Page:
On a “common sense” basis, those uses fit well into an ordinary business area, as long as they have the right facilities, including for temporarily keeping the animals in humane conditions without disturbing the amenity of neighbouring businesses.

Ordinarily, it would seem that animal grooming businesses should be treated as “business premises”.  After all, hairdressers (for humans) are defined in that way.

However, a difficulty comes along with the definition of “animal boarding and training establishment”, which is part of the Standard Instrument.

That definition is “a building or place used for the breeding, boarding, training, keeping or caring of animals for commercial purposes…”  That definition would apply to a typical dog kennels that we normally see within fringe rural areas.  However, in the opinion of MB Town Planning it also applies to an activity as simple as washing a dog, combing its hair and clipping its nails.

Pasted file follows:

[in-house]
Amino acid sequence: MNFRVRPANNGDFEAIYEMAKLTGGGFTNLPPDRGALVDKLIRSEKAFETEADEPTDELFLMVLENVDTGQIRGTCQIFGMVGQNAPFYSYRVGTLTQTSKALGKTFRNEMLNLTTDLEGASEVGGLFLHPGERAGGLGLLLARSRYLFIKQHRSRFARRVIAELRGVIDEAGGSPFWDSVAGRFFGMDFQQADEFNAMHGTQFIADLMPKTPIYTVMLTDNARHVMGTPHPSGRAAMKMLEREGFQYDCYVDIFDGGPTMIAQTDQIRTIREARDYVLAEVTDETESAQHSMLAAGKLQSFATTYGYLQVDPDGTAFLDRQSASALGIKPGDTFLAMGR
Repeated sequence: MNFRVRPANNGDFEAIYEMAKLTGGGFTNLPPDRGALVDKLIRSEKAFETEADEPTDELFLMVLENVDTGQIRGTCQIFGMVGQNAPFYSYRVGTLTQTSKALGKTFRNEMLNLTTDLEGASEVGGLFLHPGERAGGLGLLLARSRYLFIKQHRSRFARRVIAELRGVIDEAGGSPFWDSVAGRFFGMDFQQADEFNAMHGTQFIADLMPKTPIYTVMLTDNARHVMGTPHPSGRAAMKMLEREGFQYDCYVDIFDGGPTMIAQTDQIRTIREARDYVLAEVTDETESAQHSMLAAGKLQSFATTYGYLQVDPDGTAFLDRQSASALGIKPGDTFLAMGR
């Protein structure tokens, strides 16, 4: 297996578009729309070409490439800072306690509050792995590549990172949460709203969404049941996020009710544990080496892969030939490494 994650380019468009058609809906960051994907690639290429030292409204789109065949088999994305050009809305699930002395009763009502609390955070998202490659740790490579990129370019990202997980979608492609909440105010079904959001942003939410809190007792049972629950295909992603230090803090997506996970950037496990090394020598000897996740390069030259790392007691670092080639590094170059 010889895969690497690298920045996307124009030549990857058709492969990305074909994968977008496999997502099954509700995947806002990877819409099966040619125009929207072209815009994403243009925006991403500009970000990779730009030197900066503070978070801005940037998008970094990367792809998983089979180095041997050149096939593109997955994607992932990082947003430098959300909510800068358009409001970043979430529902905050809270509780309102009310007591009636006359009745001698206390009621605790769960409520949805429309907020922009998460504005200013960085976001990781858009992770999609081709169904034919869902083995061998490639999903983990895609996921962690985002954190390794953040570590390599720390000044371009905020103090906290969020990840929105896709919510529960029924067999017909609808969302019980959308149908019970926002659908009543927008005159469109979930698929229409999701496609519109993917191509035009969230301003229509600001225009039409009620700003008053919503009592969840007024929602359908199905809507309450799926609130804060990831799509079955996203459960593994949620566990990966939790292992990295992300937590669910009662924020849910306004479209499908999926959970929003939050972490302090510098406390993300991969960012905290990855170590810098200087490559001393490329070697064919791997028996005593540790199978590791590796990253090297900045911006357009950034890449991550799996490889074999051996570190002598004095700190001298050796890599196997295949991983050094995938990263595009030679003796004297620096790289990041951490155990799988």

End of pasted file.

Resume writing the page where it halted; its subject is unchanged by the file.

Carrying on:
The problem with that is that the use is excluded from both business zoned and industrially zoned areas across most of Sydney.  There are some exceptions (for example, the B7 zone within the City of Sydney).  However, for most of Sydney, you would need to drive to a rural area in order to have your dog’s nails trimmed.

The restriction does not seem to apply to mobile dog grooming businesses.  When they are parked at the base of that business, it would be just like having any other vehicle parked there in all likelihood (depending on to what extent other goods are kept on the site).